Some could argue that it really does take a rocket scientist to address the limitations of high performance computing systems.
According to one rocket scientist we talked to recently, the problem with HPC clusters for aerospace engineers has little to do with the applications or the real science behind the rockets. Rather, he says the thorny issues are rooted in the limitations, complexity, and general care and feeding distractions that require scientists and non IT-experts to work double-duty as HPC system managers.
Mike Colonno, a former aerospace engineer from SpaceX and current CTO at Black Sky Computing says that scientists, rendering artists, bioinformatics professionals and those in a wide range of other HPC verticals are spending too much time struggling with high performance computing complexities at the expense of their projects.
Colonno pointed to his experiences at SpaceX, claiming that in his daily routine of refining aerodynamic rocket designs, he was forced to spend 80 percent of his time handling IT-related issues versus focusing specifically on his application. His conversations with HPC users in other fields confirmed the suspicion that this wasn’t an aerodynamics industry problem—it was a problem for those who had to contend with cluster computing in any industry.
In a search for a solution to the HPC usability issue, Black Sky was born, at first with the mission to deliver ready-to-roll high performance cloud environments to suit the needs for the many he claimed were seeking hybrid HPC solutions. In short, Colonno says that now—and definitely over the next few years—the hybrid high performance cloud is? in high demand. He says that customers want to maintain their in-house resources that can be easily, seamlessly burst out into a cloud environment to meet time-sensitive demands without incurring vast IT headaches.
The founders of Black Sky, which include Scott Alexander, a former senior software engineer from PayPal, Colonno, and a third cofounder who had also been with SpaceX, found that the existing cloud computing solutions available from the likes of Amazon and others were not suitable for HPC—and that true cloud HPC couldn’t work without servers, storage and networks all pointing to those specific needs. The infrastructure supporting these environments could not, at least according to Colonno and Alexander, support the heavy I/O demands or provide the performance and price match needed for many HPC applications—so that means it’s time for any serious cloud company to build their own.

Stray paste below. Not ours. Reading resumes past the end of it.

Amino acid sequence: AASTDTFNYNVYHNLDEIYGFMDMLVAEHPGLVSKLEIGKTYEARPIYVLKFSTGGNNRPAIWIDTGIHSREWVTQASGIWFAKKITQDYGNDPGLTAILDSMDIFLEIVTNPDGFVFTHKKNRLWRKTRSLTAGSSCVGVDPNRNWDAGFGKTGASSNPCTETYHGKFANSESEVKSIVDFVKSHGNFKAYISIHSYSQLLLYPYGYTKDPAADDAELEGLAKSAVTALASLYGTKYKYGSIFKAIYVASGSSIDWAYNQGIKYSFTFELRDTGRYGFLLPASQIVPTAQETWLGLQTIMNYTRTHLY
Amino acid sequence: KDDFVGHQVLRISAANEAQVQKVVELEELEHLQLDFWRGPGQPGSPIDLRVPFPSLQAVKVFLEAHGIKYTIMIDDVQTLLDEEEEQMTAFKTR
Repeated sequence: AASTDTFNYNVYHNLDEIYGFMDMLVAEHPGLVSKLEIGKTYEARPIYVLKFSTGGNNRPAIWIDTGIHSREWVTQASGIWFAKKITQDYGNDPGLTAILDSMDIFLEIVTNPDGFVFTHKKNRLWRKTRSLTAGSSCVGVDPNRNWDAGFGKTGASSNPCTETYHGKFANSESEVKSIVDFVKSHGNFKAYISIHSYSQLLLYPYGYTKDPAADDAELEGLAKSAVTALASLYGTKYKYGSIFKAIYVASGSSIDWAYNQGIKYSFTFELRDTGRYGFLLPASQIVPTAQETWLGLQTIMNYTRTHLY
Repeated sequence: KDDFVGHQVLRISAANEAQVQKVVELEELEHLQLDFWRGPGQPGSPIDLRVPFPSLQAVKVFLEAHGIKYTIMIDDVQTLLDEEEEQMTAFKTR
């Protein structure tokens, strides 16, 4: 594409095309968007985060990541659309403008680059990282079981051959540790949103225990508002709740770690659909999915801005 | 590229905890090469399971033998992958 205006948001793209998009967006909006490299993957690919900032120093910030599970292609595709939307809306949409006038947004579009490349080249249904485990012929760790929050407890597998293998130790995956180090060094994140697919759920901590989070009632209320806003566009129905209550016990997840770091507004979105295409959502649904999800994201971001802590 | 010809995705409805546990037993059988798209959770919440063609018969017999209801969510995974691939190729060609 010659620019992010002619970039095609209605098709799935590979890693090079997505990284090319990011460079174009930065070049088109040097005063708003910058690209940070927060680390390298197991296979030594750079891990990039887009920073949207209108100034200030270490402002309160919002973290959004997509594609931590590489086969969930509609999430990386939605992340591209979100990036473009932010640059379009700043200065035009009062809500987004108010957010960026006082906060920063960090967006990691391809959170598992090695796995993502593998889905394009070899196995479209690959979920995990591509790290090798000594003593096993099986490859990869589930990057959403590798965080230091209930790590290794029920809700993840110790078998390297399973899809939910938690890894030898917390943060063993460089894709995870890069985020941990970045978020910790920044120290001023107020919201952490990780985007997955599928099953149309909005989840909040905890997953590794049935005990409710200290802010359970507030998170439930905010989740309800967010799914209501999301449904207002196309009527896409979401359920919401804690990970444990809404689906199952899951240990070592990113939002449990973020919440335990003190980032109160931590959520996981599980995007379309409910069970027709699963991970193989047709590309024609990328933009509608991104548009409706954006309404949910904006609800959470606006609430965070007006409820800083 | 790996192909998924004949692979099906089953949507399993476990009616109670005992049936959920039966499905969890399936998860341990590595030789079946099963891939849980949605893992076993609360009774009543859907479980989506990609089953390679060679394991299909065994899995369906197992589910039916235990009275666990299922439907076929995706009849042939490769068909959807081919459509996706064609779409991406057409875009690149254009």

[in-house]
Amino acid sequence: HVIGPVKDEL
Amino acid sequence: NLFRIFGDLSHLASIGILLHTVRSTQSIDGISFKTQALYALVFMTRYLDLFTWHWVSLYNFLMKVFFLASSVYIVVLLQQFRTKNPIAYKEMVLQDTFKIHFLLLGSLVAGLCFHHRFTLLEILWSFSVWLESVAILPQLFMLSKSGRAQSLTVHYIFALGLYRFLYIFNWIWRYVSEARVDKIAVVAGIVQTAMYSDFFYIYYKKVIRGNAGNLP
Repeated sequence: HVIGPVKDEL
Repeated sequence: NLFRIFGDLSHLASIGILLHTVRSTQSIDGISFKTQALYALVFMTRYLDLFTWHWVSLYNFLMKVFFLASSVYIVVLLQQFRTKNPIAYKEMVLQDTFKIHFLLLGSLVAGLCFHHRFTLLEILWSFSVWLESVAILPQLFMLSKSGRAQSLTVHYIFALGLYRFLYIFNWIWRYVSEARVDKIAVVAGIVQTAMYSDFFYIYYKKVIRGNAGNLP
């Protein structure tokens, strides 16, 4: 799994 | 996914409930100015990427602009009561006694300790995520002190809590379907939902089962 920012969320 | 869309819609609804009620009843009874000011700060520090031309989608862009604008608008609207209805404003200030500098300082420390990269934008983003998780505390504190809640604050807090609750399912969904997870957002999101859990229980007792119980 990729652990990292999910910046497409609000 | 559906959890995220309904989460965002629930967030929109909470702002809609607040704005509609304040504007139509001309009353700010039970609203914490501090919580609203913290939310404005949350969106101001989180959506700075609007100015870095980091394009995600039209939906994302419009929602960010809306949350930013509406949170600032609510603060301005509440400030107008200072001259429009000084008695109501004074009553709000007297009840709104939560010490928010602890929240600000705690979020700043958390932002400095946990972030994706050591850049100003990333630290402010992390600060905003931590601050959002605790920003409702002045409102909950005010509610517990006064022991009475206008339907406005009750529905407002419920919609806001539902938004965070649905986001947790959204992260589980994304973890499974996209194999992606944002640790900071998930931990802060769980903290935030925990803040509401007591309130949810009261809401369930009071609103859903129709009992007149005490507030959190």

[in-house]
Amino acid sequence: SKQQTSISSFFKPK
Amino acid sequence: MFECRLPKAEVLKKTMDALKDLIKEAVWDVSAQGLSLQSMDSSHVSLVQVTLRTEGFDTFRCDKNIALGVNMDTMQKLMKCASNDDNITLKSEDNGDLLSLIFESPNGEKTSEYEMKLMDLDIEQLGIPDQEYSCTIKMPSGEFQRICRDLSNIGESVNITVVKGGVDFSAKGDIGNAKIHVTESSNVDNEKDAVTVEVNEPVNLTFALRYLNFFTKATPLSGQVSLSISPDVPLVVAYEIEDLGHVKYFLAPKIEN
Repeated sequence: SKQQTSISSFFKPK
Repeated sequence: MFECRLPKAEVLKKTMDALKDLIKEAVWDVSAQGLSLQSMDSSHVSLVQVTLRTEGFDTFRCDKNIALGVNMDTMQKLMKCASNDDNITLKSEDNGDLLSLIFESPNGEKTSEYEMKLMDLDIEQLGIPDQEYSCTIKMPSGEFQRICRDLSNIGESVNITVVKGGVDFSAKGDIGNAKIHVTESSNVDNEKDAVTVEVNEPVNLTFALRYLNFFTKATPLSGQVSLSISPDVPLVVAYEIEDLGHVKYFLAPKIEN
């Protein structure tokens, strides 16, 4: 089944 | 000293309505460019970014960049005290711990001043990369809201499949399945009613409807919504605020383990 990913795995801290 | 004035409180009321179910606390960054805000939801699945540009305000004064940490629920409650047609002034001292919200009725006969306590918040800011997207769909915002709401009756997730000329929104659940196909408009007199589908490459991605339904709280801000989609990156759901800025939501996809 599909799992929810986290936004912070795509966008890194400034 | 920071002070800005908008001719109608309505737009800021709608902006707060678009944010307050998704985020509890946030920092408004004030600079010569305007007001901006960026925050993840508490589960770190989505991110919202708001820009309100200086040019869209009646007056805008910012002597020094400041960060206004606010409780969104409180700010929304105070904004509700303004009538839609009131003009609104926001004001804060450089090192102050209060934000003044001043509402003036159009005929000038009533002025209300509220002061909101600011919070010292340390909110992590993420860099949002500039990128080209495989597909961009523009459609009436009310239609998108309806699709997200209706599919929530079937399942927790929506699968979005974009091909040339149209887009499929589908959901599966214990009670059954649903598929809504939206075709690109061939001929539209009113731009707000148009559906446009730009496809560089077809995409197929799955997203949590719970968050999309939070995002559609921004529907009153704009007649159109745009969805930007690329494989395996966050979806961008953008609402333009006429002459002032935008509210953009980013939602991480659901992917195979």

And this is where things get rather interesting—and at two different ends of the HPC spectrum. First, the company set about building a cloud offering that was comprised of purpose-built high performance computing gear from top to bottom; hyper-efficient servers, 40 gigabit Ethernet, and a robust storage array. While there’s nothing necessarily remarkable in that alone, it is worth noting that the team decided that if they didn’t build it themselves—from servers to storage to software—they couldn’t produce a truly HPC-ready offering.
For Colonno and his team, this led them into a backwards approach to getting into the cloud business. They started off hoping to find a niche by delivering highly focused, refined HPC cloud solutions that carved out anything unnecessary from the server and storage flank—and suddenly found themselves in the hardware business. The strange thing is that for now at least, that hardware push to support the main cloud objectives has been the source of their profitability while the cloud, called SkyNet (not that Skynet) continues to be gussied up during beta in time for real customers sometime late this year or early next.
At this build-versus-buy juncture, one might think going to a vendor like Dell with its DCS service might be the best alternative since a design tailored for HPC users is something they’ve specialized in designing in the past. Colonno says their experiences with the DCS team were excellent—that they were almost close to considering having Dell build the hardware for their cloud. However, the sticky issue was that Dell will provide outstanding support and assistance during the design process, but that ultimately, solutions developed with Dell’s assistance would be added to the Dell server portfolio.
Seeing the uniqueness of their approach to pure HPC-driven hardware, Colonno and Alexander said they made the decision to shed the third party and retain full control over the project. In other words, they simply designed and built their own hardware to support the efficiency, performance, and manageability layers required just for HPC users. Not only did a cloud company thus become a hardware company—that hardware company went on to deliver HPC-tuned systems that could double as physical datacenter resources or come ready-made to burst customers into the cloud on the server, storage and software stack sides.